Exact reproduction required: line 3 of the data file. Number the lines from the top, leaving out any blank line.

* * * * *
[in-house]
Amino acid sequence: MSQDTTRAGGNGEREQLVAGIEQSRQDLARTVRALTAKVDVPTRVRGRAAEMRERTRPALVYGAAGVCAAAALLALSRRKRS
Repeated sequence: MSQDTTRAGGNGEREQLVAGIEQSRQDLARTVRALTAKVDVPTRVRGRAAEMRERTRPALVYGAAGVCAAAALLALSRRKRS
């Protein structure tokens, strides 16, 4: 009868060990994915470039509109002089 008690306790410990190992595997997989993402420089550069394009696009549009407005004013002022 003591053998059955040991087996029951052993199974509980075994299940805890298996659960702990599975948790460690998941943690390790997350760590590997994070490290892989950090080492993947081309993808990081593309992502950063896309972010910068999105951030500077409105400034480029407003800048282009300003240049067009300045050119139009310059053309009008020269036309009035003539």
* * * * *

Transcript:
Repeated sequence: MSQDTTRAGGNGEREQLVAGIEQSRQDLARTVRALTAKVDVPTRVRGRAAEMRERTRPALVYGAAGVCAAAALLALSRRKRS